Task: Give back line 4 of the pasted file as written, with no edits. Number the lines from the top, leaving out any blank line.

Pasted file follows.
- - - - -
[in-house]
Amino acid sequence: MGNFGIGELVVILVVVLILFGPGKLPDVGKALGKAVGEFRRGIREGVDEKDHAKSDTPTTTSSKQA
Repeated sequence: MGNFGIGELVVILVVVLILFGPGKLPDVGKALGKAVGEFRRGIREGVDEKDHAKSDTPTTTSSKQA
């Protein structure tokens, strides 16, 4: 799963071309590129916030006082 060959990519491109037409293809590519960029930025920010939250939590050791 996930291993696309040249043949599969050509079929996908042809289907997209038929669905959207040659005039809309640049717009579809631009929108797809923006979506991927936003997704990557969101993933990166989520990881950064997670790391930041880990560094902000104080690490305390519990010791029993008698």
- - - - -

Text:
């Protein structure tokens, strides 16, 4: 799963071309590129916030006082 060959990519491109037409293809590519960029930025920010939250939590050791 996930291993696309040249043949599969050509079929996908042809289907997209038929669905959207040659005039809309640049717009579809631009929108797809923006979506991927936003997704990557969101993933990166989520990881950064997670790391930041880990560094902000104080690490305390519990010791029993008698």